Rabbi Basil Herring, executive vice president of the Rabbinical Council of America (RCA), a primarily Modern Orthodoxy organization, said the RCA has ruled on so few sexual misconduct complaints over the past 10 years that the number is not statistically significant.

The Union for Reform Judaism, which has 900 member congregations, sees no “particular need” to keep records on the numbers or dispositions of sexual misconduct cases, according to its president, Rabbi Eric Yoffie.

“I don’t happen to believe there’s any evidence of an epidemic of rabbinic sexual abuse,” Yoffie said. “If you are asking, am I aware of there being some significant numbers of people, my answer is no. We have to keep it in perspective.”

Yet the Awareness Center, a Baltimore-based Jewish clearinghouse of clergy sex abuse information, lists on its Web site scores of Jewish clergy who are alleged to be sexual predators. Some of them have been convicted of crimes, but some have not even been charged.

Although authoritative statistics quantifying the problem appear to be nonexistent, some experts estimate that “between 18 and 39 percent of Jewish clergy are involved in sexual harassment, sexual exploitation and/or sexual misconduct — the same percentage as non-Jewish clergy,” according to the 2002 book, “Sex, Lies, and Rabbis: Breaking a Sacred Trust,” written by psychotherapist Charlotte Rolnick Schwab.

“All denominations are involved,” Schwab wrote.
In her book, she said quantitative data were drawn in part from a conversation with the Rev. Marie Fortune, director of the FaithTrust Institute, a Seattle-based nonprofit organization that fights sexual and domestic violence.

Schwab in her book added: “The large number of cases alone … in my files bears out this estimate.”

Contacted later, Fortune said: “To my knowledge, there are no definitive statistics in any of our faith groups that quantify the problem, and what we have instead are anecdotes and, in some places, numbers of complaints brought in that particular jurisdiction.”

Fortune said her “best guess, based on anecdote and experience,” is that 10-15 percent of all clergy have been involved in some form of sexual impropriety.

Offenders include, for example, Orthodox youth leader Rabbi Baruch Lanner, a former regional director of the National Conference of Synagogue Youth, who is serving a seven-year prison sentence for abusing teenage girls while he was principal of a New Jersey yeshiva. That scandal set off a storm in the Orthodox world, stemming from allegations that rabbinic leaders and others had long been negligent in supervising Lanner.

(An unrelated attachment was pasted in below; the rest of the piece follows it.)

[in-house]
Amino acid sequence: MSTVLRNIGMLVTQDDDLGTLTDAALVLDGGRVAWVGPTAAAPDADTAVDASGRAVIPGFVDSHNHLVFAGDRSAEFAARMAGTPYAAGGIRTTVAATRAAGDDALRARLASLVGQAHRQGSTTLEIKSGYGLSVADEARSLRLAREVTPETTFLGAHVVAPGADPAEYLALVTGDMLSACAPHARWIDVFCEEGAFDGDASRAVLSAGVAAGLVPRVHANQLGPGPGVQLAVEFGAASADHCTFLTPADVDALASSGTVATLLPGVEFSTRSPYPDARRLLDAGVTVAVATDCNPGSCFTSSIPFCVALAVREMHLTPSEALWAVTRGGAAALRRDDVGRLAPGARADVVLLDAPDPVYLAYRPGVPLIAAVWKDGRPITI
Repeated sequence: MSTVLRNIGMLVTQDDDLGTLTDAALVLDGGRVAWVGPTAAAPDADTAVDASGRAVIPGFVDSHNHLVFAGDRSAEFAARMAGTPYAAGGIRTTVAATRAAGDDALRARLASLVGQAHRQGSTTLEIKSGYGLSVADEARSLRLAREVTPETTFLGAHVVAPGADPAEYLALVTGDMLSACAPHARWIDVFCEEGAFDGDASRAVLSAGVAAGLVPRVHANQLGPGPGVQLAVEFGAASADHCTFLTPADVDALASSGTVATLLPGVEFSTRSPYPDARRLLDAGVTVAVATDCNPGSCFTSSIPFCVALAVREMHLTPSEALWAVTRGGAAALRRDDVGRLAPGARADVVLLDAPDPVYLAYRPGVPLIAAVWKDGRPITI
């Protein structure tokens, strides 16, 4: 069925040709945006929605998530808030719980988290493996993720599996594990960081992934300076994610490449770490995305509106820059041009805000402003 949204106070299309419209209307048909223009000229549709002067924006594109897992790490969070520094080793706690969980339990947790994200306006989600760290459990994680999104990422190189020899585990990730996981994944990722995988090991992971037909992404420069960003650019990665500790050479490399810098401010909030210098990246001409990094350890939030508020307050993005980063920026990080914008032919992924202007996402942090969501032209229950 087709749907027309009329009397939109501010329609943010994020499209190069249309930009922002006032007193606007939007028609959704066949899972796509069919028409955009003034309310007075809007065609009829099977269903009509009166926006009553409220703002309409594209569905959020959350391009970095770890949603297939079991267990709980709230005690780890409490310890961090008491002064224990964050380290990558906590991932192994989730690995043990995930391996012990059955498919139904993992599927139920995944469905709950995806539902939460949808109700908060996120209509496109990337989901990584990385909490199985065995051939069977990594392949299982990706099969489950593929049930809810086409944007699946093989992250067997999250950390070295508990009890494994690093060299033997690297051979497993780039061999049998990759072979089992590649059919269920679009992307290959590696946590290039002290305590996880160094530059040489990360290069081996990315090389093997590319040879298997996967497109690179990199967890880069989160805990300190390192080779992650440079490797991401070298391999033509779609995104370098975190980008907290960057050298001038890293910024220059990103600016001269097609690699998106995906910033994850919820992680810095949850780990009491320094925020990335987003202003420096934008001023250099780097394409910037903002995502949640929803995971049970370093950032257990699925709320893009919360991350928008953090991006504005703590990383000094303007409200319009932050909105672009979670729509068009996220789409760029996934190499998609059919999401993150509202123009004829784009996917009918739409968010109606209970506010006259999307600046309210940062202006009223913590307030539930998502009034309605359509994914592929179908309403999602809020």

More recently, David Kaye, a prominent 56-year-old Conservative rabbi from Maryland, was ensnared in a nationally televised pedophile sting operation. Kaye, the former vice president for programs of Panim: The Institute for Jewish Leadership and Values, was sentenced Dec. 1 to 6 1/2 years in prison for trying to solicit sex last year from someone posing on the Internet as a 13-year-old boy, a case that was featured on the network television show, “Dateline NBC.”

Virtually all denominations, except segments of ultra-Orthodoxy, now have formal codes on the books that outline unacceptable clergy behavior and mandate precisely how complaints of sexual impropriety are to be investigated and adjudicated by in-house ethics panels.

The system, according to critics, suffers from an institutional fear of lawsuits and excessive secrecy — both byproducts of an ethical quandary faced by decisionmakers. They must balance an individual’s right to privacy against the obligation to protect the public from a potential sexual predator.

One symbol of that ethical push-pull is the Awareness Center, a private, 5-year-old Jewish organization devoted to protecting the public from abusers. It has been both criticized and praised for its policy of identifying rabbis and other sexual predators on its Web site, even if they have not been tried in court.

Perhaps the most serious impediment to controlling clergy abuse is what Chicago psychologist and psychoanalyst Vivian Skolnick calls “the plague of silence” — the continuing reluctance of victims to report transgressions.

“People are afraid of being ostracized if they come forward,” said David Framowitz, 49, who has alleged in a recently filed federal lawsuit that he was abused decades ago by a Brooklyn rabbi.

Like most of the observers, anti-abuse activist and author Drorah Setel, a rabbi at a Reform congregation in Niagara Falls, N.Y., lauded the denominational rule makers for taking steps to undo decades of inaction and denial — but she faulted their specific policies, nonetheless.

“They are really well-intentioned, but they just don’t understand the process and the issues involved in sex abuse cases,” said Setel, who has written extensively on the topic of clergy sexual misconduct.

British theater group Stan’s Cafe uses piles of rice to bring statistics to life


It’s nearly impossible to comprehend very large numbers. Take the 6 million Jews who died in the Holocaust. How does one go about understanding the magnitude of 6 million?

One way would be to visit the Skirball Cultural Center, where the British theater company, Stan’s Cafe (pronounced “kaff”), will perform its latest piece, “Of All the People in All the World,” from Sept. 26 to Oct. 1.